During every Synodal Assembly, consultation of the faithful must be followed by discernment on the part of the Bishops chosen for the task, united in the search for a consensus that springs not from worldly logic, but from common obedience to the Spirit of Christ. Attentive to the sensus fidei of the People of God – “which they need to distinguish carefully from the changing currents of public opinion” – the members of the Assembly offer their opinion to the Roman Pontiff so that it can help him in his ministry as universal Pastor of the Church. From this perspective, “the fact that the Synod ordinarily has only a consultative role does not diminish its importance. In the Church the purpose of any collegial body, whether consultative or deliberative, is always the search for truth or the good of the Church. When it is therefore a question involving the faith itself, the consensus ecclesiae is not determined by the tallying of votes, but is the outcome of the working of the Spirit, the soul of the one Church of Christ”. Therefore the vote of the Synod Fathers, “if morally unanimous, has a qualitative ecclesial weight which surpasses the merely formal aspect of the consultative vote”.
Finally, the Synod Assembly itself must be followed by the implementation phase, so as to initiate the reception of the Synod’s conclusions in all the local Churches, once they have been accepted by the Roman Pontiff in the manner he judges most appropriate. Here it must be remembered that “cultures are in fact quite diverse, and every general principle… needs to be inculturated, if it is to be respected and applied”. In this way, it can be seen that the synodal process not only has its point of departure but also its point of arrival in the People of God, upon whom the gifts of grace bestowed by the Holy Spirit through the gathering of Bishops in Assembly must be poured out.
8. The Synod of Bishops, which is “in some manner the image” of an Ecumenical Council and reflects its “spirit and method”, is composed of Bishops. Nevertheless, as also happened at the Council, certain others who are not Bishops may be summoned to the Synod Assembly; their role is determined in each case by the Roman Pontiff. In this connection, special consideration must be given to the contribution that can be offered by members of Institutes of Consecrated Life and Societies of Apostolic Life.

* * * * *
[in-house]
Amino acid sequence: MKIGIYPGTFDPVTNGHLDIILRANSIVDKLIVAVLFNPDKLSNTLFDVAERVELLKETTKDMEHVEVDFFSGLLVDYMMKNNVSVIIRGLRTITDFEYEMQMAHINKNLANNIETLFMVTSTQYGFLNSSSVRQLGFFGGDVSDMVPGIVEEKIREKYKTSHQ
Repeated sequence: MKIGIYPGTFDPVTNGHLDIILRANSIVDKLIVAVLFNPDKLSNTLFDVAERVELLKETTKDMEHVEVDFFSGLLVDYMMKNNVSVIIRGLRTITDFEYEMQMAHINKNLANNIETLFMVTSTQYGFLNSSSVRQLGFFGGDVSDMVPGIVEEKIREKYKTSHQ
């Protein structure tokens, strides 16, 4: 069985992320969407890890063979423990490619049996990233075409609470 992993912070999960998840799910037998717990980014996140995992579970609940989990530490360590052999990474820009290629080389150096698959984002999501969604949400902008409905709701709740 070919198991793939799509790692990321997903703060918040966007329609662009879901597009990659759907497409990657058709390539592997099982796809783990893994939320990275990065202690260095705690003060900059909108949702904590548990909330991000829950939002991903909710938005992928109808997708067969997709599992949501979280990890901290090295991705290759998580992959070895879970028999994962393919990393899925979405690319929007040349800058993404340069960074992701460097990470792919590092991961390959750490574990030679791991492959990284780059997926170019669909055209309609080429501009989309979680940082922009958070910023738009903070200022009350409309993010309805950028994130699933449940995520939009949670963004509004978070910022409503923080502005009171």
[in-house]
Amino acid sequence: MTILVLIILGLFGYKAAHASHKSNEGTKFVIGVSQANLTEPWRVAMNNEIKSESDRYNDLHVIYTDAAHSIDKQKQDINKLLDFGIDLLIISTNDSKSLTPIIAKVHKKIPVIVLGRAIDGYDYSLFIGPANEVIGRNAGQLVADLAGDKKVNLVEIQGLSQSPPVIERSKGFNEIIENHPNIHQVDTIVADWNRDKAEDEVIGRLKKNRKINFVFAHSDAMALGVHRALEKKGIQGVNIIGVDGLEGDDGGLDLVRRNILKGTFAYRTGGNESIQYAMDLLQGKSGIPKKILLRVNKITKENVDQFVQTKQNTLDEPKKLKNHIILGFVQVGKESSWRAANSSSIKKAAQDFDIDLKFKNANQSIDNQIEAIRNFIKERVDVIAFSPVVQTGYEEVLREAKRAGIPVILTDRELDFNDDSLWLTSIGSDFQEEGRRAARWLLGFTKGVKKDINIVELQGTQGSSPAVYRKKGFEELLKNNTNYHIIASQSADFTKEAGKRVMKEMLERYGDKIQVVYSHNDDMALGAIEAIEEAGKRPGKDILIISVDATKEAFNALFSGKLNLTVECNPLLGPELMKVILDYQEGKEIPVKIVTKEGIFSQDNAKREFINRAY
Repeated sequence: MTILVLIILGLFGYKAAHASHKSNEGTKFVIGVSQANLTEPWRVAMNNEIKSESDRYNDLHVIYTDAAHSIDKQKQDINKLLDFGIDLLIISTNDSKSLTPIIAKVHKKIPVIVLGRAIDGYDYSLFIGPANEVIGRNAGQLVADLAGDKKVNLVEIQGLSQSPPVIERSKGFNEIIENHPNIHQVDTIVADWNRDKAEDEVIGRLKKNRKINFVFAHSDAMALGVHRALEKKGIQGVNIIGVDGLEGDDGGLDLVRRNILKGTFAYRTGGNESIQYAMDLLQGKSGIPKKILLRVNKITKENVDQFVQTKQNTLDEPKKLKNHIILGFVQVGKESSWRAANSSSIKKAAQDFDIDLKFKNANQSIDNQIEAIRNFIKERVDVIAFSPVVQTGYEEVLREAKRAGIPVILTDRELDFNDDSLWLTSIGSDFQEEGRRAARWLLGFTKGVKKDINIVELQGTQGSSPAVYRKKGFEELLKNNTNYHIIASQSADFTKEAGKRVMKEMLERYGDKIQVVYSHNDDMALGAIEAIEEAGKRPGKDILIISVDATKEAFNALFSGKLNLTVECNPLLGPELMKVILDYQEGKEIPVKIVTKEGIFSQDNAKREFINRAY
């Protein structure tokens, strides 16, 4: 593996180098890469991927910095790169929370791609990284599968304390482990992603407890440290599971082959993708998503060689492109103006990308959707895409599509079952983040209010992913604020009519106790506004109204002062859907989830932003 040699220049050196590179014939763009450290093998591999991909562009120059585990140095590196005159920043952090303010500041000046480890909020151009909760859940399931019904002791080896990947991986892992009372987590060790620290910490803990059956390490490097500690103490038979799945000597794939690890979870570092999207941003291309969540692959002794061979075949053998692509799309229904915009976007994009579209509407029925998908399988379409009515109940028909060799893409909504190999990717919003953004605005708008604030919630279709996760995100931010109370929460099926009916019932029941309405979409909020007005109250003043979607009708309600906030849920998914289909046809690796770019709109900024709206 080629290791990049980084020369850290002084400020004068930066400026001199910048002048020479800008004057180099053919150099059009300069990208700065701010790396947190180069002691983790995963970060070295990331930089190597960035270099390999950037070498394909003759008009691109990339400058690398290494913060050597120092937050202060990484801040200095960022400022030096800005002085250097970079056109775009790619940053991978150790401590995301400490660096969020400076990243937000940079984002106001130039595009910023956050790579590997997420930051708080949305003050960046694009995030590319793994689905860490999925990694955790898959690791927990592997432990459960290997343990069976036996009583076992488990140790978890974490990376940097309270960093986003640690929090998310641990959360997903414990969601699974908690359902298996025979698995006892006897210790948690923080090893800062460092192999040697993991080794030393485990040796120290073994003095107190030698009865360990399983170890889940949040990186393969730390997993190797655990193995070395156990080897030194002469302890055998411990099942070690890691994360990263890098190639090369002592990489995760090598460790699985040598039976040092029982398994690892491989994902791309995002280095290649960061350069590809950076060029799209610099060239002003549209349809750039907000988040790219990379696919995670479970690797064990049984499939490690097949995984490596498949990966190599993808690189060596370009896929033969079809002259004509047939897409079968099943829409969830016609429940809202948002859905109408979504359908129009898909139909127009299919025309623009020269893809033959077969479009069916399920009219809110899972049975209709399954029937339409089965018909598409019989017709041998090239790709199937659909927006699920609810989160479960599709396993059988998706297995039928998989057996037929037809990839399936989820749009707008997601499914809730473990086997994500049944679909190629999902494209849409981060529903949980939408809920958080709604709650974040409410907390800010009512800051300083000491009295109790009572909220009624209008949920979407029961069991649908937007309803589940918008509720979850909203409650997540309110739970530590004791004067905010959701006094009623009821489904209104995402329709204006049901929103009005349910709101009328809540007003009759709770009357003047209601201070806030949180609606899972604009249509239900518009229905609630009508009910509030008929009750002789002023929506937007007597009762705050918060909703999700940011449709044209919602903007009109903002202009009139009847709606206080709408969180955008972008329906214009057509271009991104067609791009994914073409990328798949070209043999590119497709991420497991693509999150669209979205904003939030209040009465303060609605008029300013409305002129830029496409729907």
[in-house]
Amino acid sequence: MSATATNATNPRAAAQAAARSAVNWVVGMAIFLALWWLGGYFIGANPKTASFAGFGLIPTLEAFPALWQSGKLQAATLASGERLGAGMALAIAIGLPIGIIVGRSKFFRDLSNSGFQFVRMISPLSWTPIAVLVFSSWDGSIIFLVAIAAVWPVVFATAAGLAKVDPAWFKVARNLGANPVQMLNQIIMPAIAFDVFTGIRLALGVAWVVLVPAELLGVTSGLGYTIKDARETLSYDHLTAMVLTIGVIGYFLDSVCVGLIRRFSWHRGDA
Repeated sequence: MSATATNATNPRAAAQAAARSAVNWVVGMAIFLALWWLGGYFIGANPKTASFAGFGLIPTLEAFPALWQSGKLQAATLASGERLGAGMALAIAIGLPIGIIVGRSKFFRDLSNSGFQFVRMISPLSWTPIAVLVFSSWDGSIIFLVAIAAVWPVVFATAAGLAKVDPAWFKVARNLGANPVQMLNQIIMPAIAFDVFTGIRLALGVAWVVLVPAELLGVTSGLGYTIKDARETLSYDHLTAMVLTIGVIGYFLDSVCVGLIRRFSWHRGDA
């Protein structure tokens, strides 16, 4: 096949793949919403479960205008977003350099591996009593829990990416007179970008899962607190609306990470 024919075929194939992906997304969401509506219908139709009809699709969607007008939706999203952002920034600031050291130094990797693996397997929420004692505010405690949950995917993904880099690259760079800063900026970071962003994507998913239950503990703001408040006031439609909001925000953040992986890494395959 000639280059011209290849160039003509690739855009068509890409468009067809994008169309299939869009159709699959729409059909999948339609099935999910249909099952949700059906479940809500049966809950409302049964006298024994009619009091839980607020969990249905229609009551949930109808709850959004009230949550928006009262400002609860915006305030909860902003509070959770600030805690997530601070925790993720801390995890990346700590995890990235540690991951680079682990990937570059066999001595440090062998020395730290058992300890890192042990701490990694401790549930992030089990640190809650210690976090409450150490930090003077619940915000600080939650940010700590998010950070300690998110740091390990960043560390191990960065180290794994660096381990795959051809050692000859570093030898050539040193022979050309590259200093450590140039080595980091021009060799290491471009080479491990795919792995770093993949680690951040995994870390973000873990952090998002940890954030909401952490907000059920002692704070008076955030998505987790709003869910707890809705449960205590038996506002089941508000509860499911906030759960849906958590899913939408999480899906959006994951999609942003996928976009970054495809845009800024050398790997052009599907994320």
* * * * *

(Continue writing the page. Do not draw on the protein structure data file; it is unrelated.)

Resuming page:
Besides the members, certain invited guests without voting rights may attend the Synod Assembly. These include Experts (Periti), who help with the redaction of documents; Auditors (Auditores), who have particular competence regarding the issues under discussion; Fraternal Delegates from Churches and Ecclesial Communities not yet in full communion with the Catholic Church. To these may be added further special guests (Invitati Speciales), chosen because of their acknowledged authority.
The Synod of Bishops meets in various types of gathering. If circumstances so suggest, a single Synodal Assembly may be spread over more than one session. Each Assembly, whatever its format, is an important opportunity for collective listening to what the Holy Spirit “is saying to the churches” (Rev 2:7). In the course of the synodal deliberations, then, particular importance should be attached to liturgical celebrations and other forms of common prayer, so as to invoke the gifts of discernment and harmony upon the members of the assembly. It is also right and just, following an ancient synodal tradition, that the Book of the Gospels be solemnly enthroned at the start of each day, symbolically reminding all the participants of the need for docility to the divine word, which is the “word of truth” (Col 1:5).